Monday, 1 September 2014

Pound/Euro forecast September 2014

Monday 1st September 2014 
Good morning and welcome to a new month. Pound/Euro rates have started quite strongly at €1.2650 due to a weakening Euro, but Pound/Dollar remains low at just above $1.66. In today’s report I will outline what has pushed GBP/EUR rates higher, the forecast for September, along with this week’s data releases that could affect exchange rates. 

Pound/Euro up to €1.2655 


After a few weeks of decline in the GBP/EUR rate, this morning we saw it recover back close to 2 year highs. This is partly due to the crisis in Ukraine and the risks this presents to the EU recovery. 

The main reason why the Pound has risen against the Euro is weakness in the single currency. Low inflation means that the pressure is on the European Central Bank to provide further stimulus which could take the form of Quantitative Easing. They will announce whether they will do so at a meeting on Thursday. If they do announce stimulus, expect the Euro to weaken and Pound/Euro rates to rise. 

However, Analysts at Barclays said it was too soon for the ECB to announce new policy measures, given that the two most powerful policies announced in June are not yet deployed. So there are mixed views on whether anything will be announced on Thursday. If so, exchange rates will probably go up. If they don’t say anything, then the rate will probably drop. 

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Pound/Dollar remains low at $1.66 


This again is partly due to the problems in Ukraine and the middle-east. When there is global uncertainty like there is at present, the Dollar gains strength and becomes more expensive to buy. 

 The US economy is also recovering well, and they have been winding up their stimulus programme. So like the UK, the USA is recovering and this is being reflected in the strength of the respective currencies.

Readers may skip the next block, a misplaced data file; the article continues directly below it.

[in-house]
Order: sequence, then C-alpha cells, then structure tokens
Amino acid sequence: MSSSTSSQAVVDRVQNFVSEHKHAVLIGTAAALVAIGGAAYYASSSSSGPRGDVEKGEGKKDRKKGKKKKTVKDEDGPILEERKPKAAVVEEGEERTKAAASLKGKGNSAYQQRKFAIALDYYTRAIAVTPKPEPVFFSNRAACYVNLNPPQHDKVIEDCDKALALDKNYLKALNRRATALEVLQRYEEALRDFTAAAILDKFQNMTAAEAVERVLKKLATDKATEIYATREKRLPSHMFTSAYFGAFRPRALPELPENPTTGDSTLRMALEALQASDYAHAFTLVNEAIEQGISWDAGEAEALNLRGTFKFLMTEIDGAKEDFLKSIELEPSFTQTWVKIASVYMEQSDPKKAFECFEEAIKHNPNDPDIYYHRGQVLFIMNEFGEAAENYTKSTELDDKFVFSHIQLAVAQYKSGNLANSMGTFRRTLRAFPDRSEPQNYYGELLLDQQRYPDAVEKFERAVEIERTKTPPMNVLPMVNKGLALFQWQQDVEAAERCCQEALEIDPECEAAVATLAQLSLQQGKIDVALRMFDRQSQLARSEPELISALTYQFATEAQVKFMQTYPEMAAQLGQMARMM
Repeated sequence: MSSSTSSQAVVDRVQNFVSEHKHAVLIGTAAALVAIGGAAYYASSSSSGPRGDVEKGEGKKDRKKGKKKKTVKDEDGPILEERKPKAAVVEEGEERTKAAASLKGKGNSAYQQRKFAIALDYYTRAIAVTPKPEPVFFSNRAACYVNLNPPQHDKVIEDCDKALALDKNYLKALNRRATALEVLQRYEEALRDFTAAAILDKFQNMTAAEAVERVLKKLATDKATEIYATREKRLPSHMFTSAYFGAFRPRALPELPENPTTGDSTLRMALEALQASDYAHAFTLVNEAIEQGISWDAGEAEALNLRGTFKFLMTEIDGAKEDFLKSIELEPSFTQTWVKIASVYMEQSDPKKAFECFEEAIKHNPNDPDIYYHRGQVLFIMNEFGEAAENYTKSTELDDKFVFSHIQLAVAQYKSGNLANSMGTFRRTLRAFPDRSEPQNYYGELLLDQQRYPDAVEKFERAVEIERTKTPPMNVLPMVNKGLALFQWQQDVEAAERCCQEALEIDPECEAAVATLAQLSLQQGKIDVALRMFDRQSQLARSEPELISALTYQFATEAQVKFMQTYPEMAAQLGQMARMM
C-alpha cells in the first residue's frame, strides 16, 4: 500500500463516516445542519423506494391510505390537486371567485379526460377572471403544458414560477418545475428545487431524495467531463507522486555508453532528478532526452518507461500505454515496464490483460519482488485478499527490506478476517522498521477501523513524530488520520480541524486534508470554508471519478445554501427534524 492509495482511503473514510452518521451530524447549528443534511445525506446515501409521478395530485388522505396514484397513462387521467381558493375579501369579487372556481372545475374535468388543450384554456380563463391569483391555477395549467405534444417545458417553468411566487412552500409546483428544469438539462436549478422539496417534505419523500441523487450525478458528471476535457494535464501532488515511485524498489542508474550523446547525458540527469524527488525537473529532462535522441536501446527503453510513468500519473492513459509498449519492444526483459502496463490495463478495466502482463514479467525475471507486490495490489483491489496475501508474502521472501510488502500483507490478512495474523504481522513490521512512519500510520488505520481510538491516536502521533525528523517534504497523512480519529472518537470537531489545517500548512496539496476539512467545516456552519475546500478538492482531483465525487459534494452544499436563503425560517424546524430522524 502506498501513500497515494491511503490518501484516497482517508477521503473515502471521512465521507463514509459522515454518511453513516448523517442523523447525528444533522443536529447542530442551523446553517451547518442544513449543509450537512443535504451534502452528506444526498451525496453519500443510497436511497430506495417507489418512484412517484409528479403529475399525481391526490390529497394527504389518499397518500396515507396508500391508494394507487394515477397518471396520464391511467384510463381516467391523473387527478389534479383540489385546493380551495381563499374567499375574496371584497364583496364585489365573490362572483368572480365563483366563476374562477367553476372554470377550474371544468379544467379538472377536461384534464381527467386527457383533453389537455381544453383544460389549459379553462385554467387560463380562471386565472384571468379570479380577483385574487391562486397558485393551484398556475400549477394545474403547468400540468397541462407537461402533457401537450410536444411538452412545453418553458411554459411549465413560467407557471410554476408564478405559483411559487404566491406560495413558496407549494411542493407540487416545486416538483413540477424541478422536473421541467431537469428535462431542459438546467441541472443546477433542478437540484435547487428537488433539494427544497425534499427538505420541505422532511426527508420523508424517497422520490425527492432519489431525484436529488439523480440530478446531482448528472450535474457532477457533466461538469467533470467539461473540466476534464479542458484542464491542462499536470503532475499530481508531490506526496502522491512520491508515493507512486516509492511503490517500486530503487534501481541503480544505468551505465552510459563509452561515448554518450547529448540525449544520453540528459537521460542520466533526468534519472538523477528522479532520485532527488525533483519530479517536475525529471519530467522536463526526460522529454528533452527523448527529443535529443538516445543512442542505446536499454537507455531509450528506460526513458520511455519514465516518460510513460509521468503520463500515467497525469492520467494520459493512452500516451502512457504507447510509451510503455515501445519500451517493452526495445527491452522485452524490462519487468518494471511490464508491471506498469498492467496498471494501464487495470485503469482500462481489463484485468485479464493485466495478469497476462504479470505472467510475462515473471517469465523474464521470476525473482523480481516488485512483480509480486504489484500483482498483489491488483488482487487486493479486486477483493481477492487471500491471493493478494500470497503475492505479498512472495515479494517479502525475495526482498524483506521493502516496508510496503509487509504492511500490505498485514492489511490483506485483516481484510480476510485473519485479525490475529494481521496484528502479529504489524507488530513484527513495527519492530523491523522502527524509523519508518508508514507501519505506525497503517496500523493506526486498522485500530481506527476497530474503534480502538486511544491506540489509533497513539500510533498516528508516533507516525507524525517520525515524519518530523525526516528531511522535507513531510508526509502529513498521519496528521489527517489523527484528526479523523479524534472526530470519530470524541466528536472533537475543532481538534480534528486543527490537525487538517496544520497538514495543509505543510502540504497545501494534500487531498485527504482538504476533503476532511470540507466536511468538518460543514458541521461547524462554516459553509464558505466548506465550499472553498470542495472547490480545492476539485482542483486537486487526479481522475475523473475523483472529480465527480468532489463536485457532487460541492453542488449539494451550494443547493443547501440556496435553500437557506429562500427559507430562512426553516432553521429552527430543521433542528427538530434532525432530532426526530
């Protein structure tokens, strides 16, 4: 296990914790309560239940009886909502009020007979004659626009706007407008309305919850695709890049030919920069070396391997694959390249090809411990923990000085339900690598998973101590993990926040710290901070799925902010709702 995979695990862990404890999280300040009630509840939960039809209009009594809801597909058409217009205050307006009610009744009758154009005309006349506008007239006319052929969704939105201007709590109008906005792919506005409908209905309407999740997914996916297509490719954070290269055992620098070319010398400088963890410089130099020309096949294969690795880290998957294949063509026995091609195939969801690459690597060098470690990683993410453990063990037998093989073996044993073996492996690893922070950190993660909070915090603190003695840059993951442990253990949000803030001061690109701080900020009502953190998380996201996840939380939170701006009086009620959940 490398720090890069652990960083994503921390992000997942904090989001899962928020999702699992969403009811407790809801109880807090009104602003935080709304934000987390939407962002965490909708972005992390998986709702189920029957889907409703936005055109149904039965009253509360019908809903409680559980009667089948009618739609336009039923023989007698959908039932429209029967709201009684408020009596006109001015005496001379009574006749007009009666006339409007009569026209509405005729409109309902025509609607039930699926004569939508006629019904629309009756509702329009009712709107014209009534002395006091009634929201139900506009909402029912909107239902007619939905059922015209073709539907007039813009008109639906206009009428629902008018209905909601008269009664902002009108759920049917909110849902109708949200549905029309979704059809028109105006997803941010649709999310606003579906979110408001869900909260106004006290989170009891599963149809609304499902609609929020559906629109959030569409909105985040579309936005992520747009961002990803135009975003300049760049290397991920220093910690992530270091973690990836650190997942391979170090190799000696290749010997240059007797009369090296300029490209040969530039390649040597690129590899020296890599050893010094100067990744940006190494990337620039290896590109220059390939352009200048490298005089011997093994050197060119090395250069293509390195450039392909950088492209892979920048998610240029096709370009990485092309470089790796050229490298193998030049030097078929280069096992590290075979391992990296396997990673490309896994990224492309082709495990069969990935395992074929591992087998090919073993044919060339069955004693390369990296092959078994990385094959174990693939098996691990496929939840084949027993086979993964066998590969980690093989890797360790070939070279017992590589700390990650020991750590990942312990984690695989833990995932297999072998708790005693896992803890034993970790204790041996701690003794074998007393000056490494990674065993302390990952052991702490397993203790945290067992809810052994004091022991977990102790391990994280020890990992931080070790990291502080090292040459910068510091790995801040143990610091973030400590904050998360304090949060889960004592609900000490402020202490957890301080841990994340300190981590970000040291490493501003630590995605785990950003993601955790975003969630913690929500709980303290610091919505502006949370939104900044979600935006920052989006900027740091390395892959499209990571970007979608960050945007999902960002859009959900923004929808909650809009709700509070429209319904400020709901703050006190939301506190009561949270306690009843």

Summary 


The UK and US economies are doing well; the Dollar and Pound are strong as a result. The EU economy is doing badly, and they are likely to have to take measures to boost the economy. This is weakening the Euro. 

The geopolitical situation in Ukraine and the middle-east is also causing problems for the EU economy, and causing the safe haven US Dollar to gain in strength and become more expensive. All of the above means GBP/USD is low, GBP/EUR is at a 2 year high, and there are various economic releases (detailed below) this week that could keep the currency markets quite volatile. 

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 *** I'm on holiday from tomorrow so my blog will next be updated on the 10th September ***

This week’s economic data releases. 


Monday 1st SeptemberToday has been very quiet due to a market holiday in the United States. We did have slightly worse than expected UK Mortgage Approval and inflation numbers this morning, pulling the Pound slightly lower. 

Tuesday 2nd September Overnight Australia will have released its latest interest rate decision which I expect will stay at 2.5%. The only UK data of note today is PMI construction released at 09:30am. US Markets open again today with figures showing the latest Construction and Manufacturing. 

Wednesday 3rd SeptemberFurther UK inflation figures today could affect the Pound. GBP/EUR could also be affected by the latest UK Retail Sales figures. Elsewhere we will see Australian growth figures, an interest rate decision from Canada, and the latest US Factory Order numbers. 

Thursday 4th September As always for the first Thursday in the month, the EU and UK release their latest decision on interest rates. They will probably leave them as they are, but there is a chance as I outlined above that the EU could announce stimulus measures. Expect exchange rates to rise if this is the case. Over in the USA we have the latest Jobless numbers and Trade Balance figures. 

Friday 5th September The only UK data of note is a consumer inflation report. The EU releases its latest GDP figures. Canada has some unemployment numbers. Over in the states we have earnings and non-farm payroll figures. These are often very different to forecast to expect a choppy day for Pound/Dollar rates. 

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